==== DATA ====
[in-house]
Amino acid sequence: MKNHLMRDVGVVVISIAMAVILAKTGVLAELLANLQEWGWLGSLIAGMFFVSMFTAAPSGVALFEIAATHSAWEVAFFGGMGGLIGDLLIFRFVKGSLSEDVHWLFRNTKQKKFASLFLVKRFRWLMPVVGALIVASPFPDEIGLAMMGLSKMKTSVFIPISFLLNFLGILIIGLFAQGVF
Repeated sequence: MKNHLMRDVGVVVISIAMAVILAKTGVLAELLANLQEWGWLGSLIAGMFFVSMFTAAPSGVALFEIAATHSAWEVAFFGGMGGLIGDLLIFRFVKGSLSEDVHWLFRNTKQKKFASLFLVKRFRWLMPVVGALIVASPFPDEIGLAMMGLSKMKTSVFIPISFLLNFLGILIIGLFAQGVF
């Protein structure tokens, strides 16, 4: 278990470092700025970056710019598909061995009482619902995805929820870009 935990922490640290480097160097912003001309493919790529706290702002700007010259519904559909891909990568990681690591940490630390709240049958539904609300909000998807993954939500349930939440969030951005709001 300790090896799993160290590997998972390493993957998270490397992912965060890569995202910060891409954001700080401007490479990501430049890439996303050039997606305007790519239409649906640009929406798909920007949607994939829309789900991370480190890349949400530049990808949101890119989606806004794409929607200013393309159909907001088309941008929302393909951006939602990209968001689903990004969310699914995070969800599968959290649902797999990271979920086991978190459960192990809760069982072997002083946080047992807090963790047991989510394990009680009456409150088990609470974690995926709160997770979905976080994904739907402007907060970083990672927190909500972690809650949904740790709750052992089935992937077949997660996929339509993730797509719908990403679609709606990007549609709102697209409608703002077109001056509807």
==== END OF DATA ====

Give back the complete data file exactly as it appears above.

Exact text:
[in-house]
Amino acid sequence: MKNHLMRDVGVVVISIAMAVILAKTGVLAELLANLQEWGWLGSLIAGMFFVSMFTAAPSGVALFEIAATHSAWEVAFFGGMGGLIGDLLIFRFVKGSLSEDVHWLFRNTKQKKFASLFLVKRFRWLMPVVGALIVASPFPDEIGLAMMGLSKMKTSVFIPISFLLNFLGILIIGLFAQGVF
Repeated sequence: MKNHLMRDVGVVVISIAMAVILAKTGVLAELLANLQEWGWLGSLIAGMFFVSMFTAAPSGVALFEIAATHSAWEVAFFGGMGGLIGDLLIFRFVKGSLSEDVHWLFRNTKQKKFASLFLVKRFRWLMPVVGALIVASPFPDEIGLAMMGLSKMKTSVFIPISFLLNFLGILIIGLFAQGVF
């Protein structure tokens, strides 16, 4: 278990470092700025970056710019598909061995009482619902995805929820870009 935990922490640290480097160097912003001309493919790529706290702002700007010259519904559909891909990568990681690591940490630390709240049958539904609300909000998807993954939500349930939440969030951005709001 300790090896799993160290590997998972390493993957998270490397992912965060890569995202910060891409954001700080401007490479990501430049890439996303050039997606305007790519239409649906640009929406798909920007949607994939829309789900991370480190890349949400530049990808949101890119989606806004794409929607200013393309159909907001088309941008929302393909951006939602990209968001689903990004969310699914995070969800599968959290649902797999990271979920086991978190459960192990809760069982072997002083946080047992807090963790047991989510394990009680009456409150088990609470974690995926709160997770979905976080994904739907402007907060970083990672927190909500972690809650949904740790709750052992089935992937077949997660996929339509993730797509719908990403679609709606990007549609709102697209409608703002077109001056509807």